It is not true that every other country within the European Union will have a referendum. The only country in the European Union that is constitutionally obliged to have a referendum is Ireland. No other country so far has indicated that it feels that it will have to have a referendum on these issues.

The noble Lord, Lord McNally, asked me questions on a number of areas. Perhaps I may clarify the competition policy. The treaty will provide legal certainty on EU powers to continue to regulate cartels, mergers and anti-trust violations. It includes specific language on the need to ensure that competition within the EU is not distorted. The individual articles of the treaty, which lay down the specific powers to ensure competition in the single market and to regulate state aid and mergers, are unaffected.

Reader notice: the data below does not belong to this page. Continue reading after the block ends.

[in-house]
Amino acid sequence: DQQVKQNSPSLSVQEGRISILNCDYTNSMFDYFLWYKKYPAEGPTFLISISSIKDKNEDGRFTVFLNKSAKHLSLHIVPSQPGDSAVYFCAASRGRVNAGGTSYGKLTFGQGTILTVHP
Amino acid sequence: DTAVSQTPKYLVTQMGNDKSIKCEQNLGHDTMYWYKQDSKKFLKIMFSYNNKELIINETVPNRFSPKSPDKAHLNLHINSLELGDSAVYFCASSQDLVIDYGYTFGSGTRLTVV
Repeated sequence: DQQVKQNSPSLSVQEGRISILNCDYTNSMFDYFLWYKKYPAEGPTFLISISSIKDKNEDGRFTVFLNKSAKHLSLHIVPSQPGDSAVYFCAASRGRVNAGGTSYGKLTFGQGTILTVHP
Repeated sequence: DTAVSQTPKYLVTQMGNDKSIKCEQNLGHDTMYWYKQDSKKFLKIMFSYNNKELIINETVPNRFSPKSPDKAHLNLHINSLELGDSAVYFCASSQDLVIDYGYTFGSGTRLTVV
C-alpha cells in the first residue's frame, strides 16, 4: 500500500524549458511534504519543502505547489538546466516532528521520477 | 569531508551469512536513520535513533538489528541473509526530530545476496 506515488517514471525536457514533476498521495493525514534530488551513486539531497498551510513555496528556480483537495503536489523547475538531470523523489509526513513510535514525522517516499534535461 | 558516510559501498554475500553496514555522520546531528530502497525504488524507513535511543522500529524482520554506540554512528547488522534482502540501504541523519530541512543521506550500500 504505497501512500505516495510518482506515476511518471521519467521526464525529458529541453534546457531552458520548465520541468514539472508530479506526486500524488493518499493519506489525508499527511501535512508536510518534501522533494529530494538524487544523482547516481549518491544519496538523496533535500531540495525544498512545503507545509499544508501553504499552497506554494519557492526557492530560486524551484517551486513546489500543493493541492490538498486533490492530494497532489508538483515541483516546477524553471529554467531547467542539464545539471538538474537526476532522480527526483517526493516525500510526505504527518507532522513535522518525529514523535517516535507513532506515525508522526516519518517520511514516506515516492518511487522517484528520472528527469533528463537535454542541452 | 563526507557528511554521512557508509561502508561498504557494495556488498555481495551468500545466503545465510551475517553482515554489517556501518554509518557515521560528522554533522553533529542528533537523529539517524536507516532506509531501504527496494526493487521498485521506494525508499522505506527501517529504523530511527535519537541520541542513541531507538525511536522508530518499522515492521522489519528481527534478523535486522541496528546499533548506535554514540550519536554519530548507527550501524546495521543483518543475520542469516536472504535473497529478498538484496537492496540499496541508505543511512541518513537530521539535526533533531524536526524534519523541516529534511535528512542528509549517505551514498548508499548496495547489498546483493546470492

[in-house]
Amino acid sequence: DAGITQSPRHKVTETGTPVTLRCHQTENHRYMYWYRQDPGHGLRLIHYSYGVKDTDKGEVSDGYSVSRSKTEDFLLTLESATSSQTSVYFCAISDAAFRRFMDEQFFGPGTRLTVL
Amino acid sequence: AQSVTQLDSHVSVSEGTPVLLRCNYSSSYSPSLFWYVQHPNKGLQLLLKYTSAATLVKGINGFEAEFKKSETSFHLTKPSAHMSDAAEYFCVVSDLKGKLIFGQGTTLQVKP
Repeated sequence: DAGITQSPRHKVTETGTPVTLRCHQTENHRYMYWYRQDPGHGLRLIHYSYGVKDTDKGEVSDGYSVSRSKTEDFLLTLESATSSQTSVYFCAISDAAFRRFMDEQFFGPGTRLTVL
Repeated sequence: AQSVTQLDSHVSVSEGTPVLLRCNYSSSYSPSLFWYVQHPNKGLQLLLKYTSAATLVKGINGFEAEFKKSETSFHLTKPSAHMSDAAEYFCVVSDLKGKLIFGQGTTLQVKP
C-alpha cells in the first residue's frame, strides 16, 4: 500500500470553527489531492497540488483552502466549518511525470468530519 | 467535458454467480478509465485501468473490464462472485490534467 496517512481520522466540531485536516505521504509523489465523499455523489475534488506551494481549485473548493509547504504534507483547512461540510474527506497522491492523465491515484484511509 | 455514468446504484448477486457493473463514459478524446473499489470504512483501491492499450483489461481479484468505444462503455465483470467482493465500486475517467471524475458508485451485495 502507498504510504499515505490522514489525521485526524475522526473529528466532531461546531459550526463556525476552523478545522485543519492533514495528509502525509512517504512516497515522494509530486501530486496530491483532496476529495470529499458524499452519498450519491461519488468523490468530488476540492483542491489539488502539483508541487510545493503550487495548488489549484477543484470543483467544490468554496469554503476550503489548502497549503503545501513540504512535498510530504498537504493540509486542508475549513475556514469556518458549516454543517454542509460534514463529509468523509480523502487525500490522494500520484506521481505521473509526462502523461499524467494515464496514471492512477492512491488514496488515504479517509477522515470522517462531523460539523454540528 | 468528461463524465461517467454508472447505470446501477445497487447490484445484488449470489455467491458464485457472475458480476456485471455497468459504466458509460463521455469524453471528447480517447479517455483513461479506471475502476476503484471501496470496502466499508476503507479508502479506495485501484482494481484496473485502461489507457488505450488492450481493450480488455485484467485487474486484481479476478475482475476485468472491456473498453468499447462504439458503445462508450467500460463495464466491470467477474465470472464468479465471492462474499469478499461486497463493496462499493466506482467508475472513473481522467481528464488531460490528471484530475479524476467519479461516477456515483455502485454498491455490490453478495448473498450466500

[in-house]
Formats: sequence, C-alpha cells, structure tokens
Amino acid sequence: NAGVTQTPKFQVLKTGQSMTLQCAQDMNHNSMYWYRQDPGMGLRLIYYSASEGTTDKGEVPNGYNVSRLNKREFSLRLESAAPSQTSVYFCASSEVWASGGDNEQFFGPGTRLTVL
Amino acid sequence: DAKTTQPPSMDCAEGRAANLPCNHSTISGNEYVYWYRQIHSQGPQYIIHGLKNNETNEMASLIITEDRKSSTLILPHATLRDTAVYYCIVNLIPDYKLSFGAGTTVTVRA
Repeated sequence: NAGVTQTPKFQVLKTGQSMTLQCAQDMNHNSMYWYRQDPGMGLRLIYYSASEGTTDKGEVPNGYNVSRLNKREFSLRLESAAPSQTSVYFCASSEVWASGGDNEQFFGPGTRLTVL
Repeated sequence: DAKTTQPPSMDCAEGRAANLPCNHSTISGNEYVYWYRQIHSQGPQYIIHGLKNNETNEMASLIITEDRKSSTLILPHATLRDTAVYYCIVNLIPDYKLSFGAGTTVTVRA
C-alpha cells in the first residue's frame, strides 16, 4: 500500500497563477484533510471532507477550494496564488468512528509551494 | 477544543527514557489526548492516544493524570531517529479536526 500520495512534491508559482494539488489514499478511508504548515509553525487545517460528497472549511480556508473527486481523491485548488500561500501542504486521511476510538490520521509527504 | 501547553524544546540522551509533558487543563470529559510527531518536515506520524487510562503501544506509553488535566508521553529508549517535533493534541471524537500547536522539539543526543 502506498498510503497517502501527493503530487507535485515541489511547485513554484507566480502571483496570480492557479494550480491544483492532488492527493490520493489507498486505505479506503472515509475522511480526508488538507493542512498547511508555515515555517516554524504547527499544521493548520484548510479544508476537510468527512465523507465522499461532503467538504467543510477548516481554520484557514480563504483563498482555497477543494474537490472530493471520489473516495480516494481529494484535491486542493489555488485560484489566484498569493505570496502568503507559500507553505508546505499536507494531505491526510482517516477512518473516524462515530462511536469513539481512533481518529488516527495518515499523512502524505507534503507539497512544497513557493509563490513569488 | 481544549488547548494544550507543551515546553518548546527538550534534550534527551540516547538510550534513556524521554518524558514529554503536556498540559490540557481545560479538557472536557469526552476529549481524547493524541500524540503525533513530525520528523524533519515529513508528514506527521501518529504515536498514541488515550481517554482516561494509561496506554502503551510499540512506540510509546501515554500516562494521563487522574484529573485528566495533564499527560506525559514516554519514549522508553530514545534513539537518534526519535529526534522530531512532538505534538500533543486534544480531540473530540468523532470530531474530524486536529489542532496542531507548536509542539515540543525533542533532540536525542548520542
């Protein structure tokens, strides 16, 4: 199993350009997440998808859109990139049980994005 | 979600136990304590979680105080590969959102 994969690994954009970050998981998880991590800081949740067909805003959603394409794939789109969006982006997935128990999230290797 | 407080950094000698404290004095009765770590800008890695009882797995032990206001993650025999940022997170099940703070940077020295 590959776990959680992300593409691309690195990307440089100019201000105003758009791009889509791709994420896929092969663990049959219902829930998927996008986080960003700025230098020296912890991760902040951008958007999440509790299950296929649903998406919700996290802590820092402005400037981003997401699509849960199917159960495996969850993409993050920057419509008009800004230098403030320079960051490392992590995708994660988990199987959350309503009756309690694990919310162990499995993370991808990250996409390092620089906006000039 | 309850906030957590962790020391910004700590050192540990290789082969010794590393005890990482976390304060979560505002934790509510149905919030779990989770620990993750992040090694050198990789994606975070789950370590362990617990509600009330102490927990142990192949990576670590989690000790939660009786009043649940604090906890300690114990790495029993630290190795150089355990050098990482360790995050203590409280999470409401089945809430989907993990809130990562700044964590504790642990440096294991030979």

On the Charter of Fundamental Rights, I know that it looks as though the Government were seeking to opt out of issues. The charter ensures that the institutions, bodies and agencies of the Union will be bound to recognise rights in exercising any of their powers. The charter should help to ensure that citizens’ basic rights and liberties are protected at EU level, as they are in their own countries. However, we feel absolutely certain that, with our human rights legislation, employment protection legislation and other legislation, we have already secured those rights within current UK domestic law.

The important thing on justice and home affairs is that we have secured an opt-in. Therefore, we will opt into those areas where it is important that we work together, of which the noble Lord, Lord McNally, mentioned a number. We saw important successes relatively recently on counterterrorism and on drugs. The European arrest warrant, too, has been important to us in working constructively with our European Union colleagues. However, where we feel that these justice and home affairs issues are not in Britain’s best interests, we will not opt into them.